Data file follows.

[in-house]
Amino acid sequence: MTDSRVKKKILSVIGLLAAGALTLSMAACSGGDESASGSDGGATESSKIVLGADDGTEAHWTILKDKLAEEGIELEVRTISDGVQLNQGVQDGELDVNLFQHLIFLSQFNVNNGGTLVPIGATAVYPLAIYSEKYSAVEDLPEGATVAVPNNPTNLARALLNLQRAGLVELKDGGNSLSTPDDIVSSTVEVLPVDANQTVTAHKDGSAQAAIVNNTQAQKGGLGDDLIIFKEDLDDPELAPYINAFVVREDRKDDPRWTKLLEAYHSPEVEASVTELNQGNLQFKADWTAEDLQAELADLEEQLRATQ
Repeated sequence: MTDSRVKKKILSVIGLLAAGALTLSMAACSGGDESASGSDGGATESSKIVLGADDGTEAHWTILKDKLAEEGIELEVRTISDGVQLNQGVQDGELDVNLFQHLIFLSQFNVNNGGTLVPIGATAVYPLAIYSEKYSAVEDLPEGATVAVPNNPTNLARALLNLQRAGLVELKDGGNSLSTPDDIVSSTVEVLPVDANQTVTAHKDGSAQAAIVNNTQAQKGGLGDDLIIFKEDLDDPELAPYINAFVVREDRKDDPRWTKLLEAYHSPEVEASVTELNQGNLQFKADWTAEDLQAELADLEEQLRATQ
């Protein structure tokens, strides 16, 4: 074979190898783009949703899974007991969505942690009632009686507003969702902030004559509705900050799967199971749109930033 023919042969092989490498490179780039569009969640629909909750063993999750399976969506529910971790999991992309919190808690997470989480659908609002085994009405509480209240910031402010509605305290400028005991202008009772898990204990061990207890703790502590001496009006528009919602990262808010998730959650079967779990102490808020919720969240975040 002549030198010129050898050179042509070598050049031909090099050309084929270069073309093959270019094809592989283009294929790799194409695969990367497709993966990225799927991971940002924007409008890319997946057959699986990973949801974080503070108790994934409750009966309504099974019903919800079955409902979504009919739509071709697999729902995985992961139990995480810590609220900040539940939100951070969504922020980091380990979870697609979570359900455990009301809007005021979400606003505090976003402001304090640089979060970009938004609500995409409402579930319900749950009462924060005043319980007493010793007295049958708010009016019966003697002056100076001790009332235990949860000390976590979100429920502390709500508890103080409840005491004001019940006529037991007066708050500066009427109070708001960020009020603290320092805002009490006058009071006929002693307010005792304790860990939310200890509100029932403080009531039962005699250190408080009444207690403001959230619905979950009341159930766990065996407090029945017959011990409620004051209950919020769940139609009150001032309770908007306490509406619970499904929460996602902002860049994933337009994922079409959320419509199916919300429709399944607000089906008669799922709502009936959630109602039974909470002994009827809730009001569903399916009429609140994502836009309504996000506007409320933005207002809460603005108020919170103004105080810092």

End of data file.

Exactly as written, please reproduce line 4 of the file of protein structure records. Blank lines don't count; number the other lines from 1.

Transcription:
């Protein structure tokens, strides 16, 4: 074979190898783009949703899974007991969505942690009632009686507003969702902030004559509705900050799967199971749109930033 023919042969092989490498490179780039569009969640629909909750063993999750399976969506529910971790999991992309919190808690997470989480659908609002085994009405509480209240910031402010509605305290400028005991202008009772898990204990061990207890703790502590001496009006528009919602990262808010998730959650079967779990102490808020919720969240975040 002549030198010129050898050179042509070598050049031909090099050309084929270069073309093959270019094809592989283009294929790799194409695969990367497709993966990225799927991971940002924007409008890319997946057959699986990973949801974080503070108790994934409750009966309504099974019903919800079955409902979504009919739509071709697999729902995985992961139990995480810590609220900040539940939100951070969504922020980091380990979870697609979570359900455990009301809007005021979400606003505090976003402001304090640089979060970009938004609500995409409402579930319900749950009462924060005043319980007493010793007295049958708010009016019966003697002056100076001790009332235990949860000390976590979100429920502390709500508890103080409840005491004001019940006529037991007066708050500066009427109070708001960020009020603290320092805002009490006058009071006929002693307010005792304790860990939310200890509100029932403080009531039962005699250190408080009444207690403001959230619905979950009341159930766990065996407090029945017959011990409620004051209950919020769940139609009150001032309770908007306490509406619970499904929460996602902002860049994933337009994922079409959320419509199916919300429709399944607000089906008669799922709502009936959630109602039974909470002994009827809730009001569903399916009429609140994502836009309504996000506007409320933005207002809460603005108020919170103004105080810092």